In related news, Tim Meeks of the Mid-Ohio Valley Regional Council was present with a grant application to be sent to the CFIA. Having been denied the grant for three years, this application will mark the fourth year Tyler County has applied for funding to repair the courtroom. Commission determined to have Meeks review the application before submitting it.

Under public comments, Arnold Templeton was present to address concerns he had about damages and hazards created near and on his property by oil and gas activity.

“Something has got to be done,” he said. “I bought our home and a small farm on Pleasant Ridge Road in 1972. On August 8, Triad Hunter had our asphalt road grounded to dust, added dry cement and added limestone.”

He said this was disrupting their lives, jeopardizing their health with hazardous dust, and lowering their property values.

“They destroyed my driveway entrances, my survey markers, trespassed with marker stakes in my field without permission,” he said.

Templeton went on to discuss the noise and vibrations from Jake brakes, concerns that sludge ponds and “mosquito pits” may seep into their groundwater and streams, and the structural damage being done to the county by out-of-state companies, which he feels disregarded citizens who pay taxes.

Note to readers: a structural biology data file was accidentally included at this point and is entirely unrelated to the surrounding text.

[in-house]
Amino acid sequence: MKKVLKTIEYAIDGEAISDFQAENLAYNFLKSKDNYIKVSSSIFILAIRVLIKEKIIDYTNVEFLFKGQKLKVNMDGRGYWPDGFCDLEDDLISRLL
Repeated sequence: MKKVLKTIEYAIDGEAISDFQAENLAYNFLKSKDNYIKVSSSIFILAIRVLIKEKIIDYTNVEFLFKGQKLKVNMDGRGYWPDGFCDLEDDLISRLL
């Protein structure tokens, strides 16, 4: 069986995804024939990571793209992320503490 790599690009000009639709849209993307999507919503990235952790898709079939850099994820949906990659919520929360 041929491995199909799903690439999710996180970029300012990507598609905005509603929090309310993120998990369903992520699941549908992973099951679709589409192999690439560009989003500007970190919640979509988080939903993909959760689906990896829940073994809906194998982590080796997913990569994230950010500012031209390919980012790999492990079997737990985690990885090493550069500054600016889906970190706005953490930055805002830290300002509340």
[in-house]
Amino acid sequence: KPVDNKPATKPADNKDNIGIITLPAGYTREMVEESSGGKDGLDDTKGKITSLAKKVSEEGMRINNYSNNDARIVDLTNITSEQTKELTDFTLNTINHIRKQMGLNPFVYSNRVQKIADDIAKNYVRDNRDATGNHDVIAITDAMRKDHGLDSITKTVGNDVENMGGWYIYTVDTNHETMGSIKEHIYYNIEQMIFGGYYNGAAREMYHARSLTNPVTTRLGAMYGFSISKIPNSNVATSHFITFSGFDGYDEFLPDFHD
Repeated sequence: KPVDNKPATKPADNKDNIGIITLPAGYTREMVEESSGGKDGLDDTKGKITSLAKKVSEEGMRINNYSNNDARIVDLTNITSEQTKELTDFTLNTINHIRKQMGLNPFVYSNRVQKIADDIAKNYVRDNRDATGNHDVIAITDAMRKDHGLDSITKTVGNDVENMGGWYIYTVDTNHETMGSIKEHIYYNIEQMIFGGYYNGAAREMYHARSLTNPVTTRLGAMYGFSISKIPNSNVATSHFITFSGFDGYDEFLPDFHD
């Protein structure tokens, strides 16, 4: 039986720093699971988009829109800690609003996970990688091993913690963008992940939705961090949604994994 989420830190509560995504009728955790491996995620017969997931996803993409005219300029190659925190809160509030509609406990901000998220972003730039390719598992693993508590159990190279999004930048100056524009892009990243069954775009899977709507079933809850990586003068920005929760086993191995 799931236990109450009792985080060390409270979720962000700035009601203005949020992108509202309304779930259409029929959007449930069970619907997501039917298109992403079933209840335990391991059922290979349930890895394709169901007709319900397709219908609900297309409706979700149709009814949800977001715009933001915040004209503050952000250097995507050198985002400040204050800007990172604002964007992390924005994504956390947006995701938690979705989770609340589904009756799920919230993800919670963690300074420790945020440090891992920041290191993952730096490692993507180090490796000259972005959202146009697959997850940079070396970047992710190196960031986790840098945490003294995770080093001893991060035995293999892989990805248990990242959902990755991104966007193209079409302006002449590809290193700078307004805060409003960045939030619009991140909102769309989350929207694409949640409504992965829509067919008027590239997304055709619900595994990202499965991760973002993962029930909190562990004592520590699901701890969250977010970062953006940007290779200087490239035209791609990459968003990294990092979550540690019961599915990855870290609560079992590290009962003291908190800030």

“I expect action to stop health hazardous dust from the road,” he told the commission. “That dust and dirt does affect our breathing and everything else.”

He proposed a banning of motor brakes or some measure to cut noise, as well as a tax on oil and gas leaving the county to fund county repairs.

Furbee explained the only the West Virginia Legislature would have the authority to impose a severance tax.

“We’ll see what we can find out,” said Stender.

The commission will try to discover who allowed Triad Hunter to change the structure of the road and determine when the company plans on returning the road to its prior condition; they will also work with Furbee to draft letters to Triad Hunter, the DEP, and Department of Highways.

Other approved items included the clerk’s fiduciary report, the assessor’s exonerations, and the paying of bills. Rather than Tuesday, Sept. 24, the next Tyler County Commission meeting will be held on Thursday, Sept. 19, at 9 a.m.